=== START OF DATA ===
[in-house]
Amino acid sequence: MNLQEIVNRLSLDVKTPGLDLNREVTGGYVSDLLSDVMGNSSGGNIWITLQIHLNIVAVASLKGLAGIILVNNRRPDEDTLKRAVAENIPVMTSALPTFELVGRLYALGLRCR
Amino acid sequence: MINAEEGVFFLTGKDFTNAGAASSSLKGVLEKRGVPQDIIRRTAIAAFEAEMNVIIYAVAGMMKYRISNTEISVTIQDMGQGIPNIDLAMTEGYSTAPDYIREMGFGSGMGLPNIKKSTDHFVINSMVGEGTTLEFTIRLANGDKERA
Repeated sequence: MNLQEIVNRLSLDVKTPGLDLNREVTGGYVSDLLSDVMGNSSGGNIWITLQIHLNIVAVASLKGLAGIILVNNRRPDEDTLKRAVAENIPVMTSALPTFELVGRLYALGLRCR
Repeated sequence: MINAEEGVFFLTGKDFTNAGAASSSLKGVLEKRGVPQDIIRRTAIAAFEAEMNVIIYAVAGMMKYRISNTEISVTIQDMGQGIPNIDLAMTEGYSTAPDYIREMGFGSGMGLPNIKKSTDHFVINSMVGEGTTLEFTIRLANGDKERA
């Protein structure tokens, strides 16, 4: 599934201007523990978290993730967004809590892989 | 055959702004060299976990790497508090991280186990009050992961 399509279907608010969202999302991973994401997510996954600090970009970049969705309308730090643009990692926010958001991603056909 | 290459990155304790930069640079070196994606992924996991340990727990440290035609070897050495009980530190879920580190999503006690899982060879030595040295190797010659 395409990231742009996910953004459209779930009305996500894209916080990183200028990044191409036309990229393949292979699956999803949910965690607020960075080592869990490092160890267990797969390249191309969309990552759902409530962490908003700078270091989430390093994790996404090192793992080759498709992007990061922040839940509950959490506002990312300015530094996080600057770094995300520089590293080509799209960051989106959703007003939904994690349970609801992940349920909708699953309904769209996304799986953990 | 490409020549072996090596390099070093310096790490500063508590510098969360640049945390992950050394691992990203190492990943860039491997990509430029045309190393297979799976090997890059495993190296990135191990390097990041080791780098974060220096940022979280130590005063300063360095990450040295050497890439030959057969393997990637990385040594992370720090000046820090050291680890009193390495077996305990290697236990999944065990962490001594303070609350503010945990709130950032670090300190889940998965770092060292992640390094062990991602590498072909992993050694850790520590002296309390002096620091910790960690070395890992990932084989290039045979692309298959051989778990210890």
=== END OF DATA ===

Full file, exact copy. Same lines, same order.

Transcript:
[in-house]
Amino acid sequence: MNLQEIVNRLSLDVKTPGLDLNREVTGGYVSDLLSDVMGNSSGGNIWITLQIHLNIVAVASLKGLAGIILVNNRRPDEDTLKRAVAENIPVMTSALPTFELVGRLYALGLRCR
Amino acid sequence: MINAEEGVFFLTGKDFTNAGAASSSLKGVLEKRGVPQDIIRRTAIAAFEAEMNVIIYAVAGMMKYRISNTEISVTIQDMGQGIPNIDLAMTEGYSTAPDYIREMGFGSGMGLPNIKKSTDHFVINSMVGEGTTLEFTIRLANGDKERA
Repeated sequence: MNLQEIVNRLSLDVKTPGLDLNREVTGGYVSDLLSDVMGNSSGGNIWITLQIHLNIVAVASLKGLAGIILVNNRRPDEDTLKRAVAENIPVMTSALPTFELVGRLYALGLRCR
Repeated sequence: MINAEEGVFFLTGKDFTNAGAASSSLKGVLEKRGVPQDIIRRTAIAAFEAEMNVIIYAVAGMMKYRISNTEISVTIQDMGQGIPNIDLAMTEGYSTAPDYIREMGFGSGMGLPNIKKSTDHFVINSMVGEGTTLEFTIRLANGDKERA
């Protein structure tokens, strides 16, 4: 599934201007523990978290993730967004809590892989 | 055959702004060299976990790497508090991280186990009050992961 399509279907608010969202999302991973994401997510996954600090970009970049969705309308730090643009990692926010958001991603056909 | 290459990155304790930069640079070196994606992924996991340990727990440290035609070897050495009980530190879920580190999503006690899982060879030595040295190797010659 395409990231742009996910953004459209779930009305996500894209916080990183200028990044191409036309990229393949292979699956999803949910965690607020960075080592869990490092160890267990797969390249191309969309990552759902409530962490908003700078270091989430390093994790996404090192793992080759498709992007990061922040839940509950959490506002990312300015530094996080600057770094995300520089590293080509799209960051989106959703007003939904994690349970609801992940349920909708699953309904769209996304799986953990 | 490409020549072996090596390099070093310096790490500063508590510098969360640049945390992950050394691992990203190492990943860039491997990509430029045309190393297979799976090997890059495993190296990135191990390097990041080791780098974060220096940022979280130590005063300063360095990450040295050497890439030959057969393997990637990385040594992370720090000046820090050291680890009193390495077996305990290697236990999944065990962490001594303070609350503010945990709130950032670090300190889940998965770092060292992640390094062990991602590498072909992993050694850790520590002296309390002096620091910790960690070395890992990932084989290039045979692309298959051989778990210890």